Remember, the right **draw length** should feel comfortable and allow for **consistent**, **accurate shooting**.

## What is the draw length for a **5’10” man**?

We can estimate the **draw length** for a **5’10” (70 inches)** man using the **arm span method**:

- Estimate arm span: On average, a person’s arm span is close to their height. So, we’ll assume an arm span of
**70 inches**. - Apply the formula:
**Draw Length**= (Arm Span / 2.5) + 1.5**Draw Length**= (70 / 2.5) + 1.5**Draw Length**=**28 + 1.5****Draw Length**=**29.5 inches**

A **5’10” man** would typically have a **draw length** of around **29.5 inches**.

## How long should my arrows be for a 29 inch draw?

Generally, your arrows should be slightly longer than your **draw length**. Here’s a guideline:

**For Beginners**: Add**1-2 inches**to your**draw length**.**Arrow Length**=**Draw Length + 1-2 inches**- For a
**29-inch draw**:**Arrow Length**=**29 + 1-2 = 30-31 inches**

**For Experienced Archers**: Add**0.5-1 inch**to your**draw length**.**Arrow Length**=**Draw Length + 0.5-1 inch**- For a
**29-inch draw**:**Arrow Length**=**29 + 0.5-1 = 29.5-30 inches**

**For Compound Bows**: You might be able to use arrows cut closer to your actual**draw length**, but never shorter.**Safety Consideration**: Ensure the arrow extends at least**1 inch**beyond the arrow rest when at full draw.

For a **29-inch draw length**, a **safe** and **versatile arrow length** would be **30-31 inches**. This provides enough clearance for **safety** while maintaining good performance.

As you become more experienced, you may opt for slightly shorter arrows, but never go below your **draw length**.

## Draw Length vs Arrow Length

Aspect | Draw Length | Arrow Length |
---|---|---|

Definition | Distance from nocking point to bow grip pivot point, plus 1.75 inches, at full draw | Physical length of the arrow from nock to tip |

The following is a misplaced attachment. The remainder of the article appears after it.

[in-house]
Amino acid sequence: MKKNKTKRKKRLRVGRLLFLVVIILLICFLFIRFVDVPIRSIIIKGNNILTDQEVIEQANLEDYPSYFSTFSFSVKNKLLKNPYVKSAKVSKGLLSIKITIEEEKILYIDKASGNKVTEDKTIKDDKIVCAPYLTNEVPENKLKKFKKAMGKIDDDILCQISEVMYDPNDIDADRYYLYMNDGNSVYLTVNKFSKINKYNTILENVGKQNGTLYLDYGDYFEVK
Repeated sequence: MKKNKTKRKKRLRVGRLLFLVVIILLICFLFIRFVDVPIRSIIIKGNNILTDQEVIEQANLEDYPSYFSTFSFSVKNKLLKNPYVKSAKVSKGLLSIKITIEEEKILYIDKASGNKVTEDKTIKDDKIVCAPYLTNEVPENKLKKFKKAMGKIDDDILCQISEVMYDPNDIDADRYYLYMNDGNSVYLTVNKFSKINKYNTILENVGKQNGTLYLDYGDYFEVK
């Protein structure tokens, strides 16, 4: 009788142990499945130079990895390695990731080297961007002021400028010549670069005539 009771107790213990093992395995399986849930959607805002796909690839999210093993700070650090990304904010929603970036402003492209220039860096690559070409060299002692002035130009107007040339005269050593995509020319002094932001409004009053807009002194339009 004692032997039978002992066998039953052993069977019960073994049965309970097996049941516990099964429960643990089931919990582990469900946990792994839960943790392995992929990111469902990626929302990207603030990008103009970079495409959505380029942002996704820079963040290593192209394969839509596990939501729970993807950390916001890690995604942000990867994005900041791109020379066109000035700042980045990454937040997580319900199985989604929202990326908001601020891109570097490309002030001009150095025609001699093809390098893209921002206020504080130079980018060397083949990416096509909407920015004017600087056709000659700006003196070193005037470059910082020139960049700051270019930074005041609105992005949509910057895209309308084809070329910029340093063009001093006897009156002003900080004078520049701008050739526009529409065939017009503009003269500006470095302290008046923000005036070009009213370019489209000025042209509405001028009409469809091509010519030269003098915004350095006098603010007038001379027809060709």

Purpose | Determines proper bow fit and shooting form | Ensures safety and optimal arrow flight |

Measurement | Based on archer’s physique and shooting style | Based on draw length and archer’s experience |

Variability | Generally consistent for an individual archer | Can be adjusted based on preferences and shooting style |

Safety Implications | Too long or short can lead to poor form and accuracy | Too short can be dangerous; too long may affect performance |

Relationship | Serves as the base measurement for determining arrow length | Should be longer than draw length for safety |

Customization | Can be slightly adjusted on some bows | Can be cut to desired length based on draw length |

Impact on Performance | Affects accuracy, comfort, and consistency | Influences arrow speed, accuracy, and bow tuning |

In general, **arrow length** should be at least equal to or slightly longer than the **draw length** to ensure **safety** and proper clearance.

**Beginners** often use arrows **1-2 inches longer** than their **draw length**, while **experienced archers** might use arrows only **0.5-1 inch longer**.

## Arrow Length to Draw Length Chart

Draw Length (inches) | Beginner Arrow Length (inches) | Intermediate Arrow Length (inches) | Advanced Arrow Length (inches) |
---|---|---|---|

25 | 27-28 | 26-27 | 25.5-26 |

26 | 28-29 | 27-28 | 26.5-27 |

27 | 29-30 | 28-29 | 27.5-28 |

28 | 30-31 | 29-30 | 28.5-29 |

29 | 31-32 | 30-31 | 29.5-30 |

30 | 32-33 | 31-32 | 30.5-31 |

31 | 33-34 | 32-33 | 31.5-32 |

32 | 34-35 | 33-34 | 32.5-33 |

**Note**:

**Beginner**: Draw Length +**2-3 inches****Intermediate**: Draw Length +**1-2 inches****Advanced**: Draw Length +**0.5-1 inch**